Monday, July 13, 2009

Running with the Bulls (and possibly the devil too) at Por Fin

Friday night I met up with some new friends who had gathered at Por Fin in Coral Gables. They had the whole "running with the bulls" happy hour thingy going on with 2 for 1 on some drinks and lower priced tapas from what I gathered. I never looked at a menu though since I was with a group that fluctuated from 6 to 9 people throughout the night and a few of them knew the menu. Sometimes its nice not to have to make decisions, ya know? The upstairs was packed when I got there around 630pm and stayed that way pretty much until midnight. I did check out downstairs at one point around 9pm and it too was full.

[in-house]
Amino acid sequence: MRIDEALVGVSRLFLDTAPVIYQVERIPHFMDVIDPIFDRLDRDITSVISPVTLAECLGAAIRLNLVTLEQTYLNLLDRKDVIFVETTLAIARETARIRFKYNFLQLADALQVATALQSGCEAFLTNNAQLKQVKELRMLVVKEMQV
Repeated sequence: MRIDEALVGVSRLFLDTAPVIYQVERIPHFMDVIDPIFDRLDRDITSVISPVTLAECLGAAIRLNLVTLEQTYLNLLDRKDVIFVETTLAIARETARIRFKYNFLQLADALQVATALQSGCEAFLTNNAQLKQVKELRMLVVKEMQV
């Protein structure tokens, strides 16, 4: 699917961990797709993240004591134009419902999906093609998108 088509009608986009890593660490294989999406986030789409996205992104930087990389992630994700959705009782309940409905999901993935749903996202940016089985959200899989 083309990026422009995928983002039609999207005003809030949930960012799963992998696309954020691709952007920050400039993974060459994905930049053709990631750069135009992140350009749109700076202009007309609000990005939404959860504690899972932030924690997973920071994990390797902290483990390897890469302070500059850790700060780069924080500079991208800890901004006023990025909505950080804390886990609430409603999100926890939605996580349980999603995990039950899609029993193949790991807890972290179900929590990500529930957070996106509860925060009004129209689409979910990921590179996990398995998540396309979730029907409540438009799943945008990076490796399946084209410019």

The food...was really good! I thought the croquetas were incredibly tasty and I liked how they were plated with the choice of a garlic aioli or fig jam on opposite corners of the plate for dipping. There was some sort of bruschetta that appeared early in the night that I thought was just OK and seemed to be overly "olive-y" in flavor. Both a meat and a cheese plate made their way around too and everything seemed typical, none too exciting, with the exception of a blue cheese (cambozola?) that I really liked but cant remember its name. A bowl of potato chips with blue cheese all over them was also very tasty. Someone ordered some dish that looked like a potato skin with cheese and prosciutto on it but I didnt really get a good look at it nor a chance to take a bite. The one non-tapas-menu dish that I did get to try that I really, really enjoyed was the Huevos Por Fin. A bowl of potato chips, a fried egg, some melted cheese, some cured pork (serrano?), and some truffle oil really tasted like pure awesomeness once it was mixed together a little. I didnt notice any potato foam though which someone had mentioned was once on the dish.